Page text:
The budget proposal includes a 3 percent raise for staff and fully funds the city schools’ budget request, according to summary documents provided by the city.

“Mr. Campbell presented a solid budget. I didn’t see anything too alarming in it,” said Mayor Deanna Reed. “We knew pretty much what was coming our way. We knew there would be a possible tax increase. We knew that there were some capital projects that needed to be done, and we knew that the school funding would be in there as well.”

“I think the fact that he’s only increasing it a penny – I can live with that,” Reed added.

George Hirschmann, the lone independent serving with four Democrats on council, also spoke favorably of the proposed budget, saying that he’s willing to support the one-cent tax rate increase and is confident that the budget adequately balances the city’s many competing needs.

Hirschmann added that he’s preparing for larger tax increases in the future when construction begins on the second high school. (The 2020 budget proposal includes some money for the land purchase for the new high school, but no funding for construction).

“It’s not something that I’m very happy with, but it might be something that I’ll have to live with,” Hirschmann said.

School Board Chair Deb Fitzgerald and Reed both acknowledged the possibility of additional tax increases in coming years to fund school construction, but they said it’s too early to put estimates to that before school’s final cost has been determined. The board is still vetting contractors’ bids.

“We know that we need to build a second high school,” Reed said. “I support that … We have been talking about this for a couple of years, and so I think we have gotten to the point where we just can’t talk about it anymore.”

Mindful of the potential for continued tax increases, Reed said she hopes to see the new school built “at an expense that everyone in the city can live with.”

In a statement first circulated nearly two years ago when planning for the new high school began, Fitzgerald described its construction as “a core infrastructure investment not only in our children, but in our long-term economic development as a city.”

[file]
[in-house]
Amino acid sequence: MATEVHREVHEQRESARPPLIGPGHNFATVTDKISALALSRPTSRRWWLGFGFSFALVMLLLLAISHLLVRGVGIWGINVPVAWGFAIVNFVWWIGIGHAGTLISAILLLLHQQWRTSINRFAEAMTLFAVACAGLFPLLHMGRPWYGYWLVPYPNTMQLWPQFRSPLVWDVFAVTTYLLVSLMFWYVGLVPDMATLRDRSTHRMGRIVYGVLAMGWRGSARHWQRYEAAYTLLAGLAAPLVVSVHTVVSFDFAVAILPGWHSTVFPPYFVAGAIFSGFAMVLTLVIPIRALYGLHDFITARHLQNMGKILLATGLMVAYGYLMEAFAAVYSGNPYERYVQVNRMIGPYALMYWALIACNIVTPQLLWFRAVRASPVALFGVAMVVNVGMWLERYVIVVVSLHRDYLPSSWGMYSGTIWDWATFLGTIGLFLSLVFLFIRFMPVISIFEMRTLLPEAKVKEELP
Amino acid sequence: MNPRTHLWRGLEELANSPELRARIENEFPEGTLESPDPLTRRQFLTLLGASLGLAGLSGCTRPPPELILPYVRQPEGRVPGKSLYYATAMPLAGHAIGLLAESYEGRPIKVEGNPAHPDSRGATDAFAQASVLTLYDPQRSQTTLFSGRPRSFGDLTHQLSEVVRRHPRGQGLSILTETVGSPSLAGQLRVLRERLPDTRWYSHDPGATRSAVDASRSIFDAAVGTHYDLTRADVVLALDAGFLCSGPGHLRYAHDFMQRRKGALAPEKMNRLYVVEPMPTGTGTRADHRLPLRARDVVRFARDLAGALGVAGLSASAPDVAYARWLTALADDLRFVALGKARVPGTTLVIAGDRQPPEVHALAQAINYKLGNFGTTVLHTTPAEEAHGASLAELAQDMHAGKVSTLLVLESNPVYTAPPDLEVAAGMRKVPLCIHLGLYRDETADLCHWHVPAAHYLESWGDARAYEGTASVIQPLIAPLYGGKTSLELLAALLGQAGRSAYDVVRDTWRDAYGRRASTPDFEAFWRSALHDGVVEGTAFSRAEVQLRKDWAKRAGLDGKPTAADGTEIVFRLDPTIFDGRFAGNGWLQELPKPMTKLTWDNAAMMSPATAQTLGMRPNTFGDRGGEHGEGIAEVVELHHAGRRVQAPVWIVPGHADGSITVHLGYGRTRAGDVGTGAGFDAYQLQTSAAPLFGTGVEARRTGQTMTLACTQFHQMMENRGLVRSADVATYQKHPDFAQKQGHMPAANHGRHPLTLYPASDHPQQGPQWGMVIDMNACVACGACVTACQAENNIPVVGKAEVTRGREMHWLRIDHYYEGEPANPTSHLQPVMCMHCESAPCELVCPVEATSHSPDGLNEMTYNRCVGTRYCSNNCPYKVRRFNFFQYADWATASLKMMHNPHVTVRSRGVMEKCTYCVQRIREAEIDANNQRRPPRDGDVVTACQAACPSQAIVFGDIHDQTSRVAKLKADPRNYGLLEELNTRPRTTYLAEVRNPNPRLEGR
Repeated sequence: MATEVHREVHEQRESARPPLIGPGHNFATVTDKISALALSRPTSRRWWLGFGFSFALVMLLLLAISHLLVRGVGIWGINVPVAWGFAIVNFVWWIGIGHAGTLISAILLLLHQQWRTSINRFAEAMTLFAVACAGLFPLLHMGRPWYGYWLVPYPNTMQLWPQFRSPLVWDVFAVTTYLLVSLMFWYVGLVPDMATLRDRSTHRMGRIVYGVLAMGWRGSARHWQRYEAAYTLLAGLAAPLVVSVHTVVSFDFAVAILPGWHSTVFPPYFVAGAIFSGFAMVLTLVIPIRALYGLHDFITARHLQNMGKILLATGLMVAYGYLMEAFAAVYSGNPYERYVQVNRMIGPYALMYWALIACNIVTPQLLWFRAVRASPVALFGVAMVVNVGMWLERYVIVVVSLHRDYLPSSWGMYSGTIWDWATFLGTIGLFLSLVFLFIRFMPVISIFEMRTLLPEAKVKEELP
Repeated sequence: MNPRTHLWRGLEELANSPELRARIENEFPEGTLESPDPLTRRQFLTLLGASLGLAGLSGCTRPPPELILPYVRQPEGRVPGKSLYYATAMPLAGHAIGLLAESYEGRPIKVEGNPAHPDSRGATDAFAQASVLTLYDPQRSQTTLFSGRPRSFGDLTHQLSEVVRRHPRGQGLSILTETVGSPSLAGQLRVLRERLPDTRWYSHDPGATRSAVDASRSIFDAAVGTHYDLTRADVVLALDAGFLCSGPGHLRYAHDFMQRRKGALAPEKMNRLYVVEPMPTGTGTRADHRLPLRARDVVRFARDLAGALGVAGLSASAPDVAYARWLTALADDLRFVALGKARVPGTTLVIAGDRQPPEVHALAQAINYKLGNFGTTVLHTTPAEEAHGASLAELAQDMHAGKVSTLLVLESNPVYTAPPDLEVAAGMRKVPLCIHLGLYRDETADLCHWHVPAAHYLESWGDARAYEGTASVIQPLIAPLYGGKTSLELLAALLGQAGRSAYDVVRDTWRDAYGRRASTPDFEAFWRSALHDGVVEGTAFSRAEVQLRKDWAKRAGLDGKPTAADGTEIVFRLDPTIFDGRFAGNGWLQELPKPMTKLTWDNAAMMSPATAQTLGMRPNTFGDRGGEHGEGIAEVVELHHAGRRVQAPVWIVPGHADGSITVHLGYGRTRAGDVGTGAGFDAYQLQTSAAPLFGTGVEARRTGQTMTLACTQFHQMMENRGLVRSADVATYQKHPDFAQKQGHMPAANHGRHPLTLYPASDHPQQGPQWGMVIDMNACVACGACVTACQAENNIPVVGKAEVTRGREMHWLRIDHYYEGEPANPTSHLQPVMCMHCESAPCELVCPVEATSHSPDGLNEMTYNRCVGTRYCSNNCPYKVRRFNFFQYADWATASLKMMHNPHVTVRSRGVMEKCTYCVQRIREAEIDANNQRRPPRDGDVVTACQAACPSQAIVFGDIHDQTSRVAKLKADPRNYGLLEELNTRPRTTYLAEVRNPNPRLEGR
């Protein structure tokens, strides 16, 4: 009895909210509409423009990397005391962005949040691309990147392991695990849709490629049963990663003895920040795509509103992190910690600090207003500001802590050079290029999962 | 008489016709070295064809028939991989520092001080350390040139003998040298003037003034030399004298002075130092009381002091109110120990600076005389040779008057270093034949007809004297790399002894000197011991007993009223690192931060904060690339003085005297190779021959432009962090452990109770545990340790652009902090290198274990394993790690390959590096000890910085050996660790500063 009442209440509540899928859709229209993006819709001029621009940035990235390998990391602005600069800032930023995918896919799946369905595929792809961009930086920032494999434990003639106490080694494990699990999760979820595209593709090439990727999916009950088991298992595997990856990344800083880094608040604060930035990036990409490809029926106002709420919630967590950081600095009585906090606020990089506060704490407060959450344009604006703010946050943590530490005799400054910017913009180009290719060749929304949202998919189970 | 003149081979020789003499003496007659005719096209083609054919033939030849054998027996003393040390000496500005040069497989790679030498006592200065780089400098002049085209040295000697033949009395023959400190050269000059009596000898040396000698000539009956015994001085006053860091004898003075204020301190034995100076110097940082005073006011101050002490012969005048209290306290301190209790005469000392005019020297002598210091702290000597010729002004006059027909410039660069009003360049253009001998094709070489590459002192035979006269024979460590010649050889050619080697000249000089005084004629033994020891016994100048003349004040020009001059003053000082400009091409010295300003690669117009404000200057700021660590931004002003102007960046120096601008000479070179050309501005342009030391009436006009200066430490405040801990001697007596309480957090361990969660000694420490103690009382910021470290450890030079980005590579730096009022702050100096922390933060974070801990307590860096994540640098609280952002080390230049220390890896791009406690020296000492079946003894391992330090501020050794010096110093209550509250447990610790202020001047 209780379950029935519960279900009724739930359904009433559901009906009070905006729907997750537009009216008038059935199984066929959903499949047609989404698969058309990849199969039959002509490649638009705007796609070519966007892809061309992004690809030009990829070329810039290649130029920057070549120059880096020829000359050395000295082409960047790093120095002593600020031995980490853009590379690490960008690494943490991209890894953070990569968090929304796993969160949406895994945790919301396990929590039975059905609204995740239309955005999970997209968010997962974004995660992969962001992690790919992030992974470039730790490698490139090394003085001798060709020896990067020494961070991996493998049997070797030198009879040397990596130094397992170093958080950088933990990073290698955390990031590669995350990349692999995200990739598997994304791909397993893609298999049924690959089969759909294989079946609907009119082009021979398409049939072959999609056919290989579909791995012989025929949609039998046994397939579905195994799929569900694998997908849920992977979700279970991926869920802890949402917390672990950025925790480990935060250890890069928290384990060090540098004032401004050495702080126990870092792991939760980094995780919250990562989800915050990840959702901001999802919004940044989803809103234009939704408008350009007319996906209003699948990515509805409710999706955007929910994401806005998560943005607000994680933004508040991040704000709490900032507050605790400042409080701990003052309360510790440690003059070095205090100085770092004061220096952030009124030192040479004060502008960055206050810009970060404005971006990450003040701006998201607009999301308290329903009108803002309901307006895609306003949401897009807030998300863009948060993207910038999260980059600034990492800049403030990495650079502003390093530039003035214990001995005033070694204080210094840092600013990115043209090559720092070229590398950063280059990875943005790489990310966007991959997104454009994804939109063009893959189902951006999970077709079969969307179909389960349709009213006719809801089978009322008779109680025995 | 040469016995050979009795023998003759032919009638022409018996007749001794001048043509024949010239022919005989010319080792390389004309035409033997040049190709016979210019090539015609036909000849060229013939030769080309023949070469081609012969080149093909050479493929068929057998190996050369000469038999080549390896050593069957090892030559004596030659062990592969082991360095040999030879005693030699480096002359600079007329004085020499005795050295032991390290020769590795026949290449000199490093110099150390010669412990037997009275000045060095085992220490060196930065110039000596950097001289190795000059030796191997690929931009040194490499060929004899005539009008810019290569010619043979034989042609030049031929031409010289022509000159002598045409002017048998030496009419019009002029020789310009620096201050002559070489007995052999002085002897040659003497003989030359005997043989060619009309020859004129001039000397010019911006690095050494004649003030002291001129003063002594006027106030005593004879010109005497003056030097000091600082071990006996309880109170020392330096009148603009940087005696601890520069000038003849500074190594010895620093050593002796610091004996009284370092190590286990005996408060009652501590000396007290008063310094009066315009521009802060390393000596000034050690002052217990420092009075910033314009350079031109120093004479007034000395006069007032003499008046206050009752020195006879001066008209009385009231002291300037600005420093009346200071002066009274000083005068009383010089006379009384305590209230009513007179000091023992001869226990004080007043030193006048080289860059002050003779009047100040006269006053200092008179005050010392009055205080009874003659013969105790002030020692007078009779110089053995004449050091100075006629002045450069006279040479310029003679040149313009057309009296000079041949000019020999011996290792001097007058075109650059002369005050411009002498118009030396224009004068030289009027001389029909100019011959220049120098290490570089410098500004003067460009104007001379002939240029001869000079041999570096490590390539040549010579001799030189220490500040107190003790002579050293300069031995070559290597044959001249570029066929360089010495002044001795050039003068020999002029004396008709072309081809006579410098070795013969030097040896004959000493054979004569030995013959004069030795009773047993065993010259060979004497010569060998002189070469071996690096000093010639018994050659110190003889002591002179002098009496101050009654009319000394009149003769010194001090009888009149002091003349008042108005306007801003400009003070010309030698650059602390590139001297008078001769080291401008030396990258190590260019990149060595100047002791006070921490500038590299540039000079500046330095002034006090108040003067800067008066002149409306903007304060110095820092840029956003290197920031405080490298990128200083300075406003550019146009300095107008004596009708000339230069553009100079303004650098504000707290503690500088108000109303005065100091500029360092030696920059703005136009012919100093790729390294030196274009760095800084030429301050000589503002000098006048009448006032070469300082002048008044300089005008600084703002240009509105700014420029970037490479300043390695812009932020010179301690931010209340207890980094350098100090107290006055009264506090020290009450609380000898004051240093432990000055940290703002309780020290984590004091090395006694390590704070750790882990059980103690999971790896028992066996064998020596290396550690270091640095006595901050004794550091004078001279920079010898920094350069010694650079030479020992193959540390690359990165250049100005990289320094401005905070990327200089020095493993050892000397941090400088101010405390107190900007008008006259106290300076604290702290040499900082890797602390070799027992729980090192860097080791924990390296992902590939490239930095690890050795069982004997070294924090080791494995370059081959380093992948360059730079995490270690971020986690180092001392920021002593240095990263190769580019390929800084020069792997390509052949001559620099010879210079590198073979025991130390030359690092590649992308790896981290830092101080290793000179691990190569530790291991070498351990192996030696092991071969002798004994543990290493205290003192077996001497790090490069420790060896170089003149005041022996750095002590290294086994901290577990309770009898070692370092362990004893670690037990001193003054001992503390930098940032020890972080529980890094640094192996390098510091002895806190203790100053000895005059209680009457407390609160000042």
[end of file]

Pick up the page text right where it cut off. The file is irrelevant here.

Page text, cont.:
“City residents pay for city services, and cities that are growing as fast as Harrisonburg will inevitably require more services for more people,” she wrote. “We all benefit directly and indirectly from living in a city, even from services we don’t directly use — though we pay for fire trucks and EMS, we hope we never need them. Good schools attract families and businesses to the city and expand the tax base.”

Sustainability coordinator left out

In total, the proposed budget includes six new positions: four directly within various city departments and two shared positions with the county, including the new justice planner.

Campbell said he left out at least six additional positions that had been formally requested by different departments, as well as a new sustainability coordinator position recommended by the city’s Environmental Performance Standards Advisory Committee, or EPSAC. Campbell said the cuts were simply part of the process of balancing requests with available resources.

EPSAC chair Deirdre Smeltzer said that council’s support last fall for the group’s preliminary recommendations, including a sustainability coordinator, led her and others to believe that the position was on a faster track than has turned out to be the case.

“Certainly time is of the essence in all sustainability efforts, so any delay is detrimental to the well-being of all,” Smeltzer said. “Having said that, I have appreciated the work of city staff on the Environmental Action Plan and acknowledge that they have gotten a lot done since last fall.”

A second hearing for the budget is planned for council’s May 14 meeting, along with a separate hearing on the proposed real estate tax rate increase. Reed said city council will likely hold an additional work session to discuss the budget after tonight’s initial public hearing.